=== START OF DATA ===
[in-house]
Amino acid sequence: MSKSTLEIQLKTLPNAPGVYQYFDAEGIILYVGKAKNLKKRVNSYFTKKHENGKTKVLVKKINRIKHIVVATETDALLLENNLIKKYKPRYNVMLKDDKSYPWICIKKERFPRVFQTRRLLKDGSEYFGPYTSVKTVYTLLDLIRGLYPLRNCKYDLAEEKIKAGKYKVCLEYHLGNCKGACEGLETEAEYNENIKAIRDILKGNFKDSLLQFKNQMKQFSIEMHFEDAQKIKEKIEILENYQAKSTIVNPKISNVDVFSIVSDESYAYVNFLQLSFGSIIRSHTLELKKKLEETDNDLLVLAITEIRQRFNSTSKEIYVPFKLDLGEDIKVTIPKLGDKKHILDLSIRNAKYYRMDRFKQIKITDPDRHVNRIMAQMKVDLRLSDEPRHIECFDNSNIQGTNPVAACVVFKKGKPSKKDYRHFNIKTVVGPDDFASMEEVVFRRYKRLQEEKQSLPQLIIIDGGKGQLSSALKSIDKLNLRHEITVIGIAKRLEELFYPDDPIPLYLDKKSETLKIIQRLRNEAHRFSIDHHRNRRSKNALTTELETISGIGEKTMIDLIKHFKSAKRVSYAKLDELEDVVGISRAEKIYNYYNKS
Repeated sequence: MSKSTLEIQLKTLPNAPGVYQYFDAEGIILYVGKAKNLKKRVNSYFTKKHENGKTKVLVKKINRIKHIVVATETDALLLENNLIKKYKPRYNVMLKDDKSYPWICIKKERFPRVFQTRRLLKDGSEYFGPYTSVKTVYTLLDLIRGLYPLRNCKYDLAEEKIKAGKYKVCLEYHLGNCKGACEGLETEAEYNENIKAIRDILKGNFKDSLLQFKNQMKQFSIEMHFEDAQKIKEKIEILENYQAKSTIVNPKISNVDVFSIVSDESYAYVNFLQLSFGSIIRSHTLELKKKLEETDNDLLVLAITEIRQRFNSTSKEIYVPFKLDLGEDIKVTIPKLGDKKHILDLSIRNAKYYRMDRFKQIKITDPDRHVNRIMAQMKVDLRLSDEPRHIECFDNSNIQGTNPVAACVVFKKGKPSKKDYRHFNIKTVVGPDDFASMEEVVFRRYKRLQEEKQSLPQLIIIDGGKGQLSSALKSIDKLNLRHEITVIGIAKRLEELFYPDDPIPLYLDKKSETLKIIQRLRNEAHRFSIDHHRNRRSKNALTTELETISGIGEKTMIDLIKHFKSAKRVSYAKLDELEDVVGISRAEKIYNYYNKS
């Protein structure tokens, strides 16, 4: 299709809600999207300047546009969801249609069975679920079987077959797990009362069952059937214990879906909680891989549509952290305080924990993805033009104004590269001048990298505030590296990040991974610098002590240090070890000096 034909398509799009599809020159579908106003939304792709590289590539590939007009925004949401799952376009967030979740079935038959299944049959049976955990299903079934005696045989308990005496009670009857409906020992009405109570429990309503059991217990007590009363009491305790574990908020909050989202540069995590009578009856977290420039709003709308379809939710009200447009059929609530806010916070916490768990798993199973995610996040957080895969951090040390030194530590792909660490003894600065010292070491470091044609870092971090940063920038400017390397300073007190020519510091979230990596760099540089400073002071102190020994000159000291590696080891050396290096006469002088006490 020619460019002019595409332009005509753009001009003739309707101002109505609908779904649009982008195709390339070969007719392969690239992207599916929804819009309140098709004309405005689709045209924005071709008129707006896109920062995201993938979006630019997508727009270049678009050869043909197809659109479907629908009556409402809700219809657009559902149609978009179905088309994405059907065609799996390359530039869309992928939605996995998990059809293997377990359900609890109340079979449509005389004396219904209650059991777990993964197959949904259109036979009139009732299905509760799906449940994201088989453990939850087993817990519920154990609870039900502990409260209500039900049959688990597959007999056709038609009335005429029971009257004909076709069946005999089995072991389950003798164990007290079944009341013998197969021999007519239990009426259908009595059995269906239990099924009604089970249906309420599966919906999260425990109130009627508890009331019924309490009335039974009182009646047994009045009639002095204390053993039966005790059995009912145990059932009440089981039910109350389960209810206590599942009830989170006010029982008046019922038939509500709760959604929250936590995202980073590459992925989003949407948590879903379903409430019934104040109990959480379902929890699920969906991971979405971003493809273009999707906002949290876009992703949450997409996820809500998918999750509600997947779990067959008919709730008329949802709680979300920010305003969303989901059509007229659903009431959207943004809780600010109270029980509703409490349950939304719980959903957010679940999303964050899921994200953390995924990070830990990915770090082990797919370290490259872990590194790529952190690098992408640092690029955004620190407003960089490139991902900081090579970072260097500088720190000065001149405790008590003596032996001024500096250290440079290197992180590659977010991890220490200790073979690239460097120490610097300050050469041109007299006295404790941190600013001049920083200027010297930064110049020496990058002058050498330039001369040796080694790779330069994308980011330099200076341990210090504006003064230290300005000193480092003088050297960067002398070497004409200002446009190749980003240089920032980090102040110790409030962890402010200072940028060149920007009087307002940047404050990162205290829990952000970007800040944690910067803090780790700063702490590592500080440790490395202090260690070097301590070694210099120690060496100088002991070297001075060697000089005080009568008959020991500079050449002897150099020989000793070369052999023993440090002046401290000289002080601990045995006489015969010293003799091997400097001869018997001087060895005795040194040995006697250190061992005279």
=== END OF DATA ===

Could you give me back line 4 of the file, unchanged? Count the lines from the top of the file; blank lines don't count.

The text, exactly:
């Protein structure tokens, strides 16, 4: 299709809600999207300047546009969801249609069975679920079987077959797990009362069952059937214990879906909680891989549509952290305080924990993805033009104004590269001048990298505030590296990040991974610098002590240090070890000096 034909398509799009599809020159579908106003939304792709590289590539590939007009925004949401799952376009967030979740079935038959299944049959049976955990299903079934005696045989308990005496009670009857409906020992009405109570429990309503059991217990007590009363009491305790574990908020909050989202540069995590009578009856977290420039709003709308379809939710009200447009059929609530806010916070916490768990798993199973995610996040957080895969951090040390030194530590792909660490003894600065010292070491470091044609870092971090940063920038400017390397300073007190020519510091979230990596760099540089400073002071102190020994000159000291590696080891050396290096006469002088006490 020619460019002019595409332009005509753009001009003739309707101002109505609908779904649009982008195709390339070969007719392969690239992207599916929804819009309140098709004309405005689709045209924005071709008129707006896109920062995201993938979006630019997508727009270049678009050869043909197809659109479907629908009556409402809700219809657009559902149609978009179905088309994405059907065609799996390359530039869309992928939605996995998990059809293997377990359900609890109340079979449509005389004396219904209650059991777990993964197959949904259109036979009139009732299905509760799906449940994201088989453990939850087993817990519920154990609870039900502990409260209500039900049959688990597959007999056709038609009335005429029971009257004909076709069946005999089995072991389950003798164990007290079944009341013998197969021999007519239990009426259908009595059995269906239990099924009604089970249906309420599966919906999260425990109130009627508890009331019924309490009335039974009182009646047994009045009639002095204390053993039966005790059995009912145990059932009440089981039910109350389960209810206590599942009830989170006010029982008046019922038939509500709760959604929250936590995202980073590459992925989003949407948590879903379903409430019934104040109990959480379902929890699920969906991971979405971003493809273009999707906002949290876009992703949450997409996820809500998918999750509600997947779990067959008919709730008329949802709680979300920010305003969303989901059509007229659903009431959207943004809780600010109270029980509703409490349950939304719980959903957010679940999303964050899921994200953390995924990070830990990915770090082990797919370290490259872990590194790529952190690098992408640092690029955004620190407003960089490139991902900081090579970072260097500088720190000065001149405790008590003596032996001024500096250290440079290197992180590659977010991890220490200790073979690239460097120490610097300050050469041109007299006295404790941190600013001049920083200027010297930064110049020496990058002058050498330039001369040796080694790779330069994308980011330099200076341990210090504006003064230290300005000193480092003088050297960067002398070497004409200002446009190749980003240089920032980090102040110790409030962890402010200072940028060149920007009087307002940047404050990162205290829990952000970007800040944690910067803090780790700063702490590592500080440790490395202090260690070097301590070694210099120690060496100088002991070297001075060697000089005080009568008959020991500079050449002897150099020989000793070369052999023993440090002046401290000289002080601990045995006489015969010293003799091997400097001869018997001087060895005795040194040995006697250190061992005279």